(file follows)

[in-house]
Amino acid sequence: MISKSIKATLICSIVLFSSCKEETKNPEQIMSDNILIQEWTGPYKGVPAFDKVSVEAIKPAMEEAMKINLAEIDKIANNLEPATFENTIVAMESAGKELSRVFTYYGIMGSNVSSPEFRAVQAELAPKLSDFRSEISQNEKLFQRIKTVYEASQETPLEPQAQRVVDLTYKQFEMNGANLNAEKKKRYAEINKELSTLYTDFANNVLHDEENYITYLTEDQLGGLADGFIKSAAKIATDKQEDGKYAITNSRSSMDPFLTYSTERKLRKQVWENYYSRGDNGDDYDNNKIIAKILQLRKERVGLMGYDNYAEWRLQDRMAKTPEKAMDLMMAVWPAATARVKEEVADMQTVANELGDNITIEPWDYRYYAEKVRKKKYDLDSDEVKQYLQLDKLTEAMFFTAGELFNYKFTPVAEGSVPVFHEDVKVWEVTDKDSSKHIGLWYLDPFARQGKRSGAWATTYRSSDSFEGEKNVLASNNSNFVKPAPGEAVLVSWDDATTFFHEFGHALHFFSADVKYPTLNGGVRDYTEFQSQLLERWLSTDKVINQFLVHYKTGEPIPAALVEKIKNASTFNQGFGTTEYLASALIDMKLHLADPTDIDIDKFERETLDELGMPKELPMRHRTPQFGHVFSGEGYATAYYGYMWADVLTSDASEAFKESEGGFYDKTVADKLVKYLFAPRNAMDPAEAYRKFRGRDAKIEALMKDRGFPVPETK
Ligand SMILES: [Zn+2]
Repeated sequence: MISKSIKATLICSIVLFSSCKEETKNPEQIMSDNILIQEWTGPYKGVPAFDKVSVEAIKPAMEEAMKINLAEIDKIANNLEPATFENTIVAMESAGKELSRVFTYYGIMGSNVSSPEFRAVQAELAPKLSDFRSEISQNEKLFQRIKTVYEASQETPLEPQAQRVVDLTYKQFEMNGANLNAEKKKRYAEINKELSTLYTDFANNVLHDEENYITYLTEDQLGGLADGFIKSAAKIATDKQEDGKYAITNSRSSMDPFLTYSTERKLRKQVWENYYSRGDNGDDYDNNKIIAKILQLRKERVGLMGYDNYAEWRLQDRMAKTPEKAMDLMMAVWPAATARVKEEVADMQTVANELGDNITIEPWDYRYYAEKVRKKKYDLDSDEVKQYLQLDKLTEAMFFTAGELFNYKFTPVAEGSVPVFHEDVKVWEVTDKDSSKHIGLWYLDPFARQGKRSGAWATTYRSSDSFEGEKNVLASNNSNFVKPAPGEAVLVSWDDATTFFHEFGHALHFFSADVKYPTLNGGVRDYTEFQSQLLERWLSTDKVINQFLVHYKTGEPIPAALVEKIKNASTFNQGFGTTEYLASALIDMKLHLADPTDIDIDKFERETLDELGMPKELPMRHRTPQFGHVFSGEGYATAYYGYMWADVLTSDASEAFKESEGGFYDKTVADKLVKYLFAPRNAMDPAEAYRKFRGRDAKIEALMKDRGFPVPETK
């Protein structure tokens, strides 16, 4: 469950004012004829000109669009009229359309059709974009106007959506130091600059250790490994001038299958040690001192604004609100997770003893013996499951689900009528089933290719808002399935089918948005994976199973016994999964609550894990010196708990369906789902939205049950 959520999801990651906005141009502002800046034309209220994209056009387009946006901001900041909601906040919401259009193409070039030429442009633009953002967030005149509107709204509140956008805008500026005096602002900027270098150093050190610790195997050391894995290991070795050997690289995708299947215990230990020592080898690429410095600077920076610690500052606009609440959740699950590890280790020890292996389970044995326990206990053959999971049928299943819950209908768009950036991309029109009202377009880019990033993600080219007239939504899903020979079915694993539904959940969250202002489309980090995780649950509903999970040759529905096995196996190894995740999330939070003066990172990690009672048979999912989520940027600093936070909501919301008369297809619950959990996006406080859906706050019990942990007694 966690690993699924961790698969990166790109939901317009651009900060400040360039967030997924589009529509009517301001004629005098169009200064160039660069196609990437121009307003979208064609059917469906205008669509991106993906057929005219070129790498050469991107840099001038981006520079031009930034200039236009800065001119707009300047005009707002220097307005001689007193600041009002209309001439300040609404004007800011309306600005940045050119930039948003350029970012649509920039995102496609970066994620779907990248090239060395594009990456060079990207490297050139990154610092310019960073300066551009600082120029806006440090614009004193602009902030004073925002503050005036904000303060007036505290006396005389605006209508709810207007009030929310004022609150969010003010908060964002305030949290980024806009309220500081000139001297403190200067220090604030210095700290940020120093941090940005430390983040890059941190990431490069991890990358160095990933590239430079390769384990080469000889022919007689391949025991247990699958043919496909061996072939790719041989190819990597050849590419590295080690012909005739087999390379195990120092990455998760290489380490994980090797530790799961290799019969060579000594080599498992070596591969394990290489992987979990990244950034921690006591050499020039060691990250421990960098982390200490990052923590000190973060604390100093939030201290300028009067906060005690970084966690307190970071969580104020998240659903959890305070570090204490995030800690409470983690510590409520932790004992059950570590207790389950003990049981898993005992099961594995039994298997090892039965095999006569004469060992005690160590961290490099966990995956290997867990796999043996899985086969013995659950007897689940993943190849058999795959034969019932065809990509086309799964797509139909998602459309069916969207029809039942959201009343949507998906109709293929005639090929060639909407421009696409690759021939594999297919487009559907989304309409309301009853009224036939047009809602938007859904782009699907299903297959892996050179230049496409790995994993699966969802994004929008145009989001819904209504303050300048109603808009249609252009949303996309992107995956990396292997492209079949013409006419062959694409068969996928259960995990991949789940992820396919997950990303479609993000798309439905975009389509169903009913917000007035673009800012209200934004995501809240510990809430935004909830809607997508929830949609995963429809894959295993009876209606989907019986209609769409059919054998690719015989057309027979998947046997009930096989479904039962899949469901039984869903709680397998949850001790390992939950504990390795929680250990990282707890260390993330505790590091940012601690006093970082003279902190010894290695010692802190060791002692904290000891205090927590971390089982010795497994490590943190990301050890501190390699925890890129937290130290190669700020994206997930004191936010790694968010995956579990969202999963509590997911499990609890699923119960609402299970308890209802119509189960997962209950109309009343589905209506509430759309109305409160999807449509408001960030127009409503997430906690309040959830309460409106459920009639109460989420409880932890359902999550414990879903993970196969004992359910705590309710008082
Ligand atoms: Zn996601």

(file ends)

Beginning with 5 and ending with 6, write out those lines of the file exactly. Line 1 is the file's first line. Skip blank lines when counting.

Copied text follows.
């Protein structure tokens, strides 16, 4: 469950004012004829000109669009009229359309059709974009106007959506130091600059250790490994001038299958040690001192604004609100997770003893013996499951689900009528089933290719808002399935089918948005994976199973016994999964609550894990010196708990369906789902939205049950 959520999801990651906005141009502002800046034309209220994209056009387009946006901001900041909601906040919401259009193409070039030429442009633009953002967030005149509107709204509140956008805008500026005096602002900027270098150093050190610790195997050391894995290991070795050997690289995708299947215990230990020592080898690429410095600077920076610690500052606009609440959740699950590890280790020890292996389970044995326990206990053959999971049928299943819950209908768009950036991309029109009202377009880019990033993600080219007239939504899903020979079915694993539904959940969250202002489309980090995780649950509903999970040759529905096995196996190894995740999330939070003066990172990690009672048979999912989520940027600093936070909501919301008369297809619950959990996006406080859906706050019990942990007694 966690690993699924961790698969990166790109939901317009651009900060400040360039967030997924589009529509009517301001004629005098169009200064160039660069196609990437121009307003979208064609059917469906205008669509991106993906057929005219070129790498050469991107840099001038981006520079031009930034200039236009800065001119707009300047005009707002220097307005001689007193600041009002209309001439300040609404004007800011309306600005940045050119930039948003350029970012649509920039995102496609970066994620779907990248090239060395594009990456060079990207490297050139990154610092310019960073300066551009600082120029806006440090614009004193602009902030004073925002503050005036904000303060007036505290006396005389605006209508709810207007009030929310004022609150969010003010908060964002305030949290980024806009309220500081000139001297403190200067220090604030210095700290940020120093941090940005430390983040890059941190990431490069991890990358160095990933590239430079390769384990080469000889022919007689391949025991247990699958043919496909061996072939790719041989190819990597050849590419590295080690012909005739087999390379195990120092990455998760290489380490994980090797530790799961290799019969060579000594080599498992070596591969394990290489992987979990990244950034921690006591050499020039060691990250421990960098982390200490990052923590000190973060604390100093939030201290300028009067906060005690970084966690307190970071969580104020998240659903959890305070570090204490995030800690409470983690510590409520932790004992059950570590207790389950003990049981898993005992099961594995039994298997090892039965095999006569004469060992005690160590961290490099966990995956290997867990796999043996899985086969013995659950007897689940993943190849058999795959034969019932065809990509086309799964797509139909998602459309069916969207029809039942959201009343949507998906109709293929005639090929060639909407421009696409690759021939594999297919487009559907989304309409309301009853009224036939047009809602938007859904782009699907299903297959892996050179230049496409790995994993699966969802994004929008145009989001819904209504303050300048109603808009249609252009949303996309992107995956990396292997492209079949013409006419062959694409068969996928259960995990991949789940992820396919997950990303479609993000798309439905975009389509169903009913917000007035673009800012209200934004995501809240510990809430935004909830809607997508929830949609995963429809894959295993009876209606989907019986209609769409059919054998690719015989057309027979998947046997009930096989479904039962899949469901039984869903709680397998949850001790390992939950504990390795929680250990990282707890260390993330505790590091940012601690006093970082003279902190010894290695010692802190060791002692904290000891205090927590971390089982010795497994490590943190990301050890501190390699925890890129937290130290190669700020994206997930004191936010790694968010995956579990969202999963509590997911499990609890699923119960609402299970308890209802119509189960997962209950109309009343589905209506509430759309109305409160999807449509408001960030127009409503997430906690309040959830309460409106459920009639109460989420409880932890359902999550414990879903993970196969004992359910705590309710008082
Ligand atoms: Zn996601």